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Rosemary Dawson continues her Easter series: Cross questions

Love is the most important aspect of the Easter story

IT’S a question that is often asked with a dry mouth and a fast-beating heart. One of the couple takes the other’s hand, looks into their eyes and asks: ‘Do you love me?’

The rest of their lives could depend on the answer that is given. If the response is no, then hopes are likely to be dashed and a relationship could end; but a yes opens up a world of happy possibilities.

Love may make the world go round, but it also comes with high expectations of commitment.

It is also the most important aspect of the Easter story, which tells us about God’s love for the world he created. The Bible says that it was because of his love that God sent his Son, Jesus, who redeemed a world riddled with sin, corruption and greed by dying on a cross. And, because Jesus conquered death by rising again two days later, we are given the opportunity to enjoy a restored relationship with God.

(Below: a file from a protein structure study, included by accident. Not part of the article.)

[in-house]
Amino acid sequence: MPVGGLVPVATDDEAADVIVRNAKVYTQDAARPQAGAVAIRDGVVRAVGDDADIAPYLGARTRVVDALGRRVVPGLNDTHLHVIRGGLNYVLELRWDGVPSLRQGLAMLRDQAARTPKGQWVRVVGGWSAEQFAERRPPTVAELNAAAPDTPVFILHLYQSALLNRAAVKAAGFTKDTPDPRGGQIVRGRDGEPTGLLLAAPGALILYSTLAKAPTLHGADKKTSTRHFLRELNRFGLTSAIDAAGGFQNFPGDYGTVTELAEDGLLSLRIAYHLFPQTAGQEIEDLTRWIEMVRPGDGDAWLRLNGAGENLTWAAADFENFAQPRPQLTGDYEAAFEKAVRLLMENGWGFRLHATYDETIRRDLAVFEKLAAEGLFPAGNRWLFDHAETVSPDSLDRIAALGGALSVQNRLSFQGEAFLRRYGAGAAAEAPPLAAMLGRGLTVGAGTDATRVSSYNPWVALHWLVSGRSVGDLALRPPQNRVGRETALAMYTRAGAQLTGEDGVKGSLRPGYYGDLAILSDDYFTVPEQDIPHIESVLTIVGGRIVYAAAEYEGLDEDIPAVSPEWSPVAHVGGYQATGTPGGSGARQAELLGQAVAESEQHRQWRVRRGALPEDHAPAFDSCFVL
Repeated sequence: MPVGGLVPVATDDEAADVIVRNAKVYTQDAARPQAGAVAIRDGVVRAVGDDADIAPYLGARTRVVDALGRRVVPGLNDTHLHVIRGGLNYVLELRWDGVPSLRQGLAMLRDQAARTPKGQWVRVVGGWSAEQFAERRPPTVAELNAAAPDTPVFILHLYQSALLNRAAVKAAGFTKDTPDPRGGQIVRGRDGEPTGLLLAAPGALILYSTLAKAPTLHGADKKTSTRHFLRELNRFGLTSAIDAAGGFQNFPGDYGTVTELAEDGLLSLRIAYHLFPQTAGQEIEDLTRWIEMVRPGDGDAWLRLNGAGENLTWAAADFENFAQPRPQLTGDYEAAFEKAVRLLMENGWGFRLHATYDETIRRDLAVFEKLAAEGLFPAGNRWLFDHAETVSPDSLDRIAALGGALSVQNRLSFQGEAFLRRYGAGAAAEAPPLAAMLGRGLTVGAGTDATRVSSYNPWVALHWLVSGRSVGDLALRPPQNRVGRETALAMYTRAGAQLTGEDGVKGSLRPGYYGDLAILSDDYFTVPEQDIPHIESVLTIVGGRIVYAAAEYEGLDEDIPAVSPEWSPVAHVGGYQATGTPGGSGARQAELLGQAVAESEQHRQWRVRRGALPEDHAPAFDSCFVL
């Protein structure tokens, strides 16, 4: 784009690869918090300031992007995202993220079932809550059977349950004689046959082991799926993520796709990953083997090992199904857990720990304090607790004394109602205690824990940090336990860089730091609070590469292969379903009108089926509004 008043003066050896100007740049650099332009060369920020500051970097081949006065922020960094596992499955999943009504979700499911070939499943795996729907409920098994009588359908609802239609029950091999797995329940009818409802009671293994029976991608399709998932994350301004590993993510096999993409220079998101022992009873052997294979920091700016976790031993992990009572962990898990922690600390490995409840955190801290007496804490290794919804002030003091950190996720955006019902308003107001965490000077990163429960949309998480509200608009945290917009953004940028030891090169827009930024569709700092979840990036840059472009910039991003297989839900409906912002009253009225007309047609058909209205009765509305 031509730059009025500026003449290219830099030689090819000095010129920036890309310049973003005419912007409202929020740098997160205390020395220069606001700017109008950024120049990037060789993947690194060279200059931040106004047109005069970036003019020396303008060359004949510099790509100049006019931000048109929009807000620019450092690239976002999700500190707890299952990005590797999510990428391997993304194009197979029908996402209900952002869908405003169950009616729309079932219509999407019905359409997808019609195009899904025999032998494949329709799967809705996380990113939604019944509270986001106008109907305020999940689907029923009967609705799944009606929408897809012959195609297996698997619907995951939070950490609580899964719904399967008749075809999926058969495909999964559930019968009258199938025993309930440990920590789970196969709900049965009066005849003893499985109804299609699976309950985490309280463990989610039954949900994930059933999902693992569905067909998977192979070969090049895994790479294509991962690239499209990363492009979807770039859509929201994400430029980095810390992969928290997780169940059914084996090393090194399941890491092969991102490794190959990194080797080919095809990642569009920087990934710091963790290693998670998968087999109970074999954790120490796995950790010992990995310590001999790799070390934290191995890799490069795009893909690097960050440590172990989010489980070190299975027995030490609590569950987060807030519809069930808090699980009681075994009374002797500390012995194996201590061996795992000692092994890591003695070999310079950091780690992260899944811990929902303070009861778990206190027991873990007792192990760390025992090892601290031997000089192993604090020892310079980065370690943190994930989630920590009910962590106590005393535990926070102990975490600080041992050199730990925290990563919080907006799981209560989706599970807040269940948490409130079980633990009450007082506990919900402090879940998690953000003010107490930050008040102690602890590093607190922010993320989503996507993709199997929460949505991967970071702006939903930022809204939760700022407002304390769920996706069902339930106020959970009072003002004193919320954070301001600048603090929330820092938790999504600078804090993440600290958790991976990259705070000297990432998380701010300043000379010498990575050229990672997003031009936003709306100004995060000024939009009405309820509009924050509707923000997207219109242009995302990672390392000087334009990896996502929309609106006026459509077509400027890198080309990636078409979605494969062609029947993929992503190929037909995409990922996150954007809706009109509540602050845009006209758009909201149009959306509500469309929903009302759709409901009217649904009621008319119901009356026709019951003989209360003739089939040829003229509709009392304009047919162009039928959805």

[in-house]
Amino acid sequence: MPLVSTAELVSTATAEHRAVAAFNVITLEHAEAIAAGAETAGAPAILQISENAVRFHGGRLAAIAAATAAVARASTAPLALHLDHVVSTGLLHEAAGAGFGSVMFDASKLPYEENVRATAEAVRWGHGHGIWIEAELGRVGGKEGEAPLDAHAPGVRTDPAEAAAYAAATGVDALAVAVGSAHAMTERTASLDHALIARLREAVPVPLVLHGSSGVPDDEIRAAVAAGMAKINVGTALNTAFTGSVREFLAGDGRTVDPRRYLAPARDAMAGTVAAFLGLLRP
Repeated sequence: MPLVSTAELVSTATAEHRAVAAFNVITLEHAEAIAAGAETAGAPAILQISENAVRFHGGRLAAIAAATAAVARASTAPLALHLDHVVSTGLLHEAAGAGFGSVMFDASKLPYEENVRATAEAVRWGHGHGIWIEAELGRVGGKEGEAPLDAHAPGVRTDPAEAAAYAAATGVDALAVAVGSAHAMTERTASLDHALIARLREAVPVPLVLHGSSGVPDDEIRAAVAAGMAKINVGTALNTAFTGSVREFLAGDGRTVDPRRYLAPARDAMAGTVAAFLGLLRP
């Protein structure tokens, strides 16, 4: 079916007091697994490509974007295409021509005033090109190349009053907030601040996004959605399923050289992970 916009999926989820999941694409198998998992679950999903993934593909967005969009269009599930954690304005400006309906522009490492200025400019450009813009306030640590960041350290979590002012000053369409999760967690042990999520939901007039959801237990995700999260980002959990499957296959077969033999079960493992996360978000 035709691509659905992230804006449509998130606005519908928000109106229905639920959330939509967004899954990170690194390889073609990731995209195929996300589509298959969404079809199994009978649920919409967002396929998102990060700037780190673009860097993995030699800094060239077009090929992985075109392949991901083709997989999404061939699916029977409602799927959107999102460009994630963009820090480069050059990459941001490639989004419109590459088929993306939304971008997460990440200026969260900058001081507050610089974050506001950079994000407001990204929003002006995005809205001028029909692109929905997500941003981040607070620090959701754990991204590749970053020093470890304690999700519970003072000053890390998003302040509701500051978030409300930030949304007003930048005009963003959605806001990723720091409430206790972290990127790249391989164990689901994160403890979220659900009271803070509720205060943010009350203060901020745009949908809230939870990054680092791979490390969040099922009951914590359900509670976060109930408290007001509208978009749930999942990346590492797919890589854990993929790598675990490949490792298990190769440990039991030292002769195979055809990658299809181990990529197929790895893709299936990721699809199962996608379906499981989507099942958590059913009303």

After his resurrection Jesus appeared several times to his followers, who were overjoyed to be with him again. Once, they went ashore after fishing to find him cooking them breakfast on a fire. 

On this occasion Jesus had a question for his disciple Peter, who, after Jesus’ arrest, had three times vehemently denied even knowing him (see John 18:15–18, 25–27). Now he wanted to give Peter the chance to reaffirm his friendship.

So Jesus asked him three times: ‘Do you love me?’ (21:15–17 New International Version). And three times Peter replied that he did. 

How would we answer Jesus? ‘I don’t know’; ‘I’m not sure’; or perhaps, ‘I need more time to think about it’?

Or would we decide, in the words of hymn writer Isaac Watts, that ‘Love so amazing, so divine/ Demands my soul, my life, my all’? 

It’s our choice.

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